Don’t expect a live duck in a cage this week at Washington football practice.
Huskies coach Steve Sarkisian was in downplay mode Monday with second-ranked Oregon looming Saturday.
Sarkisian’s consistent message was that his Huskies, ranked 23rd in the country in the AP poll of writers and broadcasters, are serious-minded and don’t respond to publicity stunts such as bringing a live tiger to practice, which Sarkisian arranged prior to the LSU game in Baton Rouge, La.
“I’m kind of over external motivators,” Sarkisian said. “Maybe you learn a lesson as a coach with different things. I think this team, I don’t think external motivators push their buttons.”
Not that there needs to be further juice when playing the second-ranked team in the country, let alone rival Oregon. The vitriol between the Northwest schools has risen the past few years, reaching a point that the Ducks’ name and brand almost surpass the rivalry with Washington State.
“I don’t necessarily hate another team that we play, but anything we’re going to face, I’m going to have a little hate towards them,” said sophomore defensive tackle Danny Shelton from Auburn.
Regardless of emotions, the issue is this: Oregon presents a fresh set of extreme challenges a little more than a week after the Huskies faced and defeated then-eighth-ranked Stanford, 17-13.
The Ducks’ manic spread offense shares primary tenets with the Cardinal: they want to run and use play-action. But, Oregon works to snap the ball every eight seconds. It’s a thoroughbred to Stanford’s plow horse.
That relentless approach continually shifts the second halves of games in Oregon’s favor. The past three against Washington are prime examples. Washington was outscored 50-22 in the first halves of the three meetings against the Ducks under Sarkisian. Oregon has outscored Washington 130-52 in the second halves of those games.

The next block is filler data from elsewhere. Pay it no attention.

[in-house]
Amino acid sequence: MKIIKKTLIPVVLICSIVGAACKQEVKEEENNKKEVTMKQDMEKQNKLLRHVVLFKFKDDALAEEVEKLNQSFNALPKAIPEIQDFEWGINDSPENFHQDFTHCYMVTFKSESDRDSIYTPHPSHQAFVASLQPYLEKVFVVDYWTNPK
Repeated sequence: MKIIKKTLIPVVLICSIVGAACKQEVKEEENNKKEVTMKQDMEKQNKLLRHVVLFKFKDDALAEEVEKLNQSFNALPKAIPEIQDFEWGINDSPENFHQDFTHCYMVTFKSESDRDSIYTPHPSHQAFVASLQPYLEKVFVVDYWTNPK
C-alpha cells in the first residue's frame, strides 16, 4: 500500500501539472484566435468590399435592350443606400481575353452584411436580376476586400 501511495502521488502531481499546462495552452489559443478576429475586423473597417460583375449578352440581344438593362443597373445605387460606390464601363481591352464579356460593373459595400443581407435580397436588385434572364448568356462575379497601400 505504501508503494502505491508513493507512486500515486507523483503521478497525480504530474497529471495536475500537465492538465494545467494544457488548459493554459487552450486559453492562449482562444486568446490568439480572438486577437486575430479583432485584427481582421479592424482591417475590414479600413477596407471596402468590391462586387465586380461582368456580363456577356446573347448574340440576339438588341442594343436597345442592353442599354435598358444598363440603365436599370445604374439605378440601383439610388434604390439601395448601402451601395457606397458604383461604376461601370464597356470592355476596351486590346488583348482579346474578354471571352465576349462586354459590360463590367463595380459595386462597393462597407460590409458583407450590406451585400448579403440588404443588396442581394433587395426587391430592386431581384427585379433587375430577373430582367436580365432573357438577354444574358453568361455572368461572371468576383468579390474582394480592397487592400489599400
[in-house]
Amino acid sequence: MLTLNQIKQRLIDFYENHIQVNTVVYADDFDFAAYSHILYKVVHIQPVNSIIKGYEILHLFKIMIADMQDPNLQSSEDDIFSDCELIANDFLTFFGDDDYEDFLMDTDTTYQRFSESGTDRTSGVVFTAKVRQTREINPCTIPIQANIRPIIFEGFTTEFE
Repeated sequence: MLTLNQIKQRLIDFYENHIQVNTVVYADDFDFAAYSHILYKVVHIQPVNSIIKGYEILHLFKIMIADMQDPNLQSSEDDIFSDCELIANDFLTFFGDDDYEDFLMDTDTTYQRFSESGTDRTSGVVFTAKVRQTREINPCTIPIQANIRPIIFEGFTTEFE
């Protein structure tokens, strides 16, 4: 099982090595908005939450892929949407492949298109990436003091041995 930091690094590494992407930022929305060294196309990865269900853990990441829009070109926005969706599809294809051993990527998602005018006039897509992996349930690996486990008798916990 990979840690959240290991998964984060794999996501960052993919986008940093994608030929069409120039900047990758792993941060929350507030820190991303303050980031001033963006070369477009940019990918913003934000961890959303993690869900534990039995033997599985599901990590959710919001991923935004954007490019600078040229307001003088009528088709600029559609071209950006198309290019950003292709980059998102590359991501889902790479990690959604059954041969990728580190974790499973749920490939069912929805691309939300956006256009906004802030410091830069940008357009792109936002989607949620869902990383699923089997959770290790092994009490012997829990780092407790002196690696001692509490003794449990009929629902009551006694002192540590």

“So, the games have been there and then they have pulled away,” Sarkisian said. “I would like to think that through our recruiting we have some pretty good depth in place to where we can minimize them trying to pull away there late third, early fourth quarter.’’
That depth, however, took another shot Monday when Sarkisian announced that defensive tackle Lawrence Lagafuaina is out for the season. It’s a moderate blow (Lagafuaina made five tackles in three games and didn’t play against Stanford) to a Washington defense that has been turned around under new coordinator Justin Wilcox.
The Huskies are second in the conference in total defense, ahead of Stanford and trailing only Arizona State. Washington is allowing 315 yards a game, a massive flip from last season, when it gave up 453.3 yards a game, which was 11th in the conference.
Part of the turnaround is a result of better tackling. Under Wilcox, Washington increased its live tackling and tackling technique work in practice through spring and falls camps.
“It was a big focal point,” safety Sean Parker said. “We practiced in individual periods, we did more tackling, just working on our technique.”
The challenge with the Ducks is to catch them first.
Sarkisian said Kendyl Taylor, who is listed on this week’s depth chart as the No. 2 running back and received his first carries against Stanford, is a running back and wide receiver. … Sarkisian also said he wanted to get Austin Seferian-Jenkins more involved against Stanford. Seferian-Jenkins had a season-low two catches for 10 yards against the Cardinal. … Washington’s two nominees for Pac-12 player of the week were running back Bishop Sankey and linebacker Thomas Tutogi. Oregon State QB Sean Mannion, Arizona State defensive tackle Will Sutton and Arizona punter Kyle Dugandzic were named the conference’s players of the week. … When USC visits Washington on Oct. 13, kickoff will be at 4 p.m. on Ch. firstname.lastname@example.org blog.thenewstribune.com/uwsports @Todd_Dybas